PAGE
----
Results from the VIVALDI 2 study found protection against infection rose to 62% after 5-7 weeks.

The research, led by University College London (UCL), looked at data from 10,412 long-term care residents aged 65 or over, 9160 of whom were vaccinated with either the AstraZeneca/Oxford or Pfizer/BioNTech vaccine.

The timing and size of the protective effect was similar for both vaccines, the results showed.

Among care home residents who had previously been infected by SARS-CoV-2, a single vaccine dose appeared to have little impact, suggesting people who have a prior infection are already well protected, according to the research.

Dr Maddie Shrotri, from UCL's Institute of Health Informatics, said: "Our study suggests that both vaccines currently in use in the UK are effective at reducing infections in frail, older adults. This new evidence is important because there is currently limited data about vaccine efficacy for this vulnerable population."

The Department of Health and Social Care said the findings infer that vaccines protect against the more transmissible B.1.1.7, or 'UK variant', as this was prevalent during the study period between December and March.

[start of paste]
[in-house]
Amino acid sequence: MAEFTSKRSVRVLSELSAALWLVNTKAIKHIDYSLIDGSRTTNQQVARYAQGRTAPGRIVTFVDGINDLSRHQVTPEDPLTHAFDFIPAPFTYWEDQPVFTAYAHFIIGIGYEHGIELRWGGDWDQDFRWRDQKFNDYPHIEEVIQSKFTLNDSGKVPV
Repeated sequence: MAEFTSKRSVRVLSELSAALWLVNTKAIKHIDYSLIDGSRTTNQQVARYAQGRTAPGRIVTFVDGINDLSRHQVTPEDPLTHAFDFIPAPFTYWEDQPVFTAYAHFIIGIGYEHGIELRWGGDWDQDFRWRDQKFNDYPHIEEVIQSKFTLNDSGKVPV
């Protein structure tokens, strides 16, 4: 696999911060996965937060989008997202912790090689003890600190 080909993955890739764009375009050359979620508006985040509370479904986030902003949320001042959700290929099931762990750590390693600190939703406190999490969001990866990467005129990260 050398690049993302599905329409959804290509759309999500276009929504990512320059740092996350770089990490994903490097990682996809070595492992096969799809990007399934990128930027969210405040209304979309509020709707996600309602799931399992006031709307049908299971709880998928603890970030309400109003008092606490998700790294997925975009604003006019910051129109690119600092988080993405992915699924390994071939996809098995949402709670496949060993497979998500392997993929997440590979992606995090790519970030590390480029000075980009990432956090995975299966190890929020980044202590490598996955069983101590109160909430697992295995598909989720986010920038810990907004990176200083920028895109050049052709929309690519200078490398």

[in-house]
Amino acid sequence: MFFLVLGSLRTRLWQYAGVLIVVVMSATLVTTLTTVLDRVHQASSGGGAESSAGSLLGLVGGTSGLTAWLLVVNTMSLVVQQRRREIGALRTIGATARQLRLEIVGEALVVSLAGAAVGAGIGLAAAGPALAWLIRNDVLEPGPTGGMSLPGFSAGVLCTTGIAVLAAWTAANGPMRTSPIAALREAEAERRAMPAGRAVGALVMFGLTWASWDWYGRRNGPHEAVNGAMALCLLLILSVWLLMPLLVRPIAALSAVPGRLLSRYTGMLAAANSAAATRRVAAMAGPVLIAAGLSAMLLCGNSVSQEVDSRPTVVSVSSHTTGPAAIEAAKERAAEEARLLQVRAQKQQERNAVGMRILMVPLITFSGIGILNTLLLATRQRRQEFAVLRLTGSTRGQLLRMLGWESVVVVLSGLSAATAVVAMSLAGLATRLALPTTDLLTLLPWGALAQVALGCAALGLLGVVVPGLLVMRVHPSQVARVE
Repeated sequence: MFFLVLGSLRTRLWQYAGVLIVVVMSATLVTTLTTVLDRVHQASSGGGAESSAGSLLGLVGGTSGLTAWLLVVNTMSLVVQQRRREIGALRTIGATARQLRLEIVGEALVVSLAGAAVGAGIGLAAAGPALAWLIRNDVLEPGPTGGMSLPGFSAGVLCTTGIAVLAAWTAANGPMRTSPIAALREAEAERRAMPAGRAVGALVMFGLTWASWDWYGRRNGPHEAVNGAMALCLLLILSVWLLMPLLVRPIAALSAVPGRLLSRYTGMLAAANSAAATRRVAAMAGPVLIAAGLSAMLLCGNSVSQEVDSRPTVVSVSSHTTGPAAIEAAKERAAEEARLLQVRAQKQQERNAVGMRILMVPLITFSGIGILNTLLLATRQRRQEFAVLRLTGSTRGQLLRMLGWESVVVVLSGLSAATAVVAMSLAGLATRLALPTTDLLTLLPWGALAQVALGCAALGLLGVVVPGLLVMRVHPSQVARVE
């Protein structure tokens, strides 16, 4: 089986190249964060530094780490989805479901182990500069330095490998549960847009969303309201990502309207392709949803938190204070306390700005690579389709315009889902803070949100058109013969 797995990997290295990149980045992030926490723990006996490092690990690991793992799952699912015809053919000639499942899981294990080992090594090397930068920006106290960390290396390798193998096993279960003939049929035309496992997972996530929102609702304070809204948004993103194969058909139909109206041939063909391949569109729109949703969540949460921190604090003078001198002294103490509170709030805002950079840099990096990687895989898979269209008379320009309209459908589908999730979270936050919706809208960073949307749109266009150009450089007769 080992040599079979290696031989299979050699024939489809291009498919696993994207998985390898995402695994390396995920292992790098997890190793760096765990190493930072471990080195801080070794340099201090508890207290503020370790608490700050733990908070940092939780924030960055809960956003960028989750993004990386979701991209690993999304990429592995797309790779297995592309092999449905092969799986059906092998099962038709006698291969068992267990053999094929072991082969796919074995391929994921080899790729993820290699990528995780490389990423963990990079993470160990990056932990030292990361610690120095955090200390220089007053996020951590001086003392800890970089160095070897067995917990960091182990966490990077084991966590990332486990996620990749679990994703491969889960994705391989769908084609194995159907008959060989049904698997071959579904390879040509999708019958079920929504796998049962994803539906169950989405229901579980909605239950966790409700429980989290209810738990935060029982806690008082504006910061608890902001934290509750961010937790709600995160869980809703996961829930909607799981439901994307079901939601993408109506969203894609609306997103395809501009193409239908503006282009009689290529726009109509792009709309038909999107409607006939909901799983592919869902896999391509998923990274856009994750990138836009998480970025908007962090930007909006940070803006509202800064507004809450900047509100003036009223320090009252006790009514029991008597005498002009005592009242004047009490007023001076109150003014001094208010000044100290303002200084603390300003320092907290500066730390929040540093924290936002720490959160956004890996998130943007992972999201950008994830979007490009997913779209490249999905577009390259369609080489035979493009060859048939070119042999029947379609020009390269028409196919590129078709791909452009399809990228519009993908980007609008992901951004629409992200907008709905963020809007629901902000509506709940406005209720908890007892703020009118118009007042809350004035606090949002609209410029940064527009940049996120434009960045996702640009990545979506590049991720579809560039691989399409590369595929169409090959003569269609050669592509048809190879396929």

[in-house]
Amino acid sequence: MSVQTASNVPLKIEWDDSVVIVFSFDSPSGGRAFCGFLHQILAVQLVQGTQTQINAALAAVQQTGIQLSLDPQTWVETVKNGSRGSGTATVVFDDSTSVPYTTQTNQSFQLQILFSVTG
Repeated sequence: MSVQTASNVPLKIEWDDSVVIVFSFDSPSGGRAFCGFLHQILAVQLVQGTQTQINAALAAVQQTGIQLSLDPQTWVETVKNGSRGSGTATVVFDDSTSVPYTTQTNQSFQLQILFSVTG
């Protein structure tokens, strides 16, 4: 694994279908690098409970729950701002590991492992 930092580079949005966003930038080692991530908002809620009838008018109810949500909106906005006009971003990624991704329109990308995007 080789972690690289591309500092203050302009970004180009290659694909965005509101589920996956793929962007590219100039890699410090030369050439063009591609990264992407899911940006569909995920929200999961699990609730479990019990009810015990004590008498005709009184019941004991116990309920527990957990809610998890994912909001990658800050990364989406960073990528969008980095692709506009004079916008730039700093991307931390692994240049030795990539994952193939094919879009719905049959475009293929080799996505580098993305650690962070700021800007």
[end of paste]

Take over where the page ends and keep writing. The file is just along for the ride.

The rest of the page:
The VIVALDI study was launched in June 2020 to investigate COVID-19 infections in care homes and inform strategies to protect residents.

NHS Backlog Concerns

NHS Providers described as "concerning" the backlog of work facing the health system because of the pandemic.

It said with a clearer picture now emerging, tackling the problem could take NHS trusts between 3 and 5 years.

Additional Government funding would be required to deal with five key areas, NHS Providers said. These were:

  • Increase physical and workforce capacity

  • Specific steps to tackle pinch points, such as investment in a new network of community diagnostic hubs

  • NHS efficiency and productivity gains, often through improved collaboration

  • Reconfigure hospitals to deal with future waves of COVID-19 and winter pressures to avoid disruption

  • Rapidly adopt new ways of treating patients, specialty by specialty, including using new technology solutions in ophthalmology where the waiting lists were some of the longest

Chief Executive, Chris Hopson, said: "We need to work together over the next few months to create a joint plan to deliver for patients and service users to be announced in the multi year spending review we are expecting at the end of the year."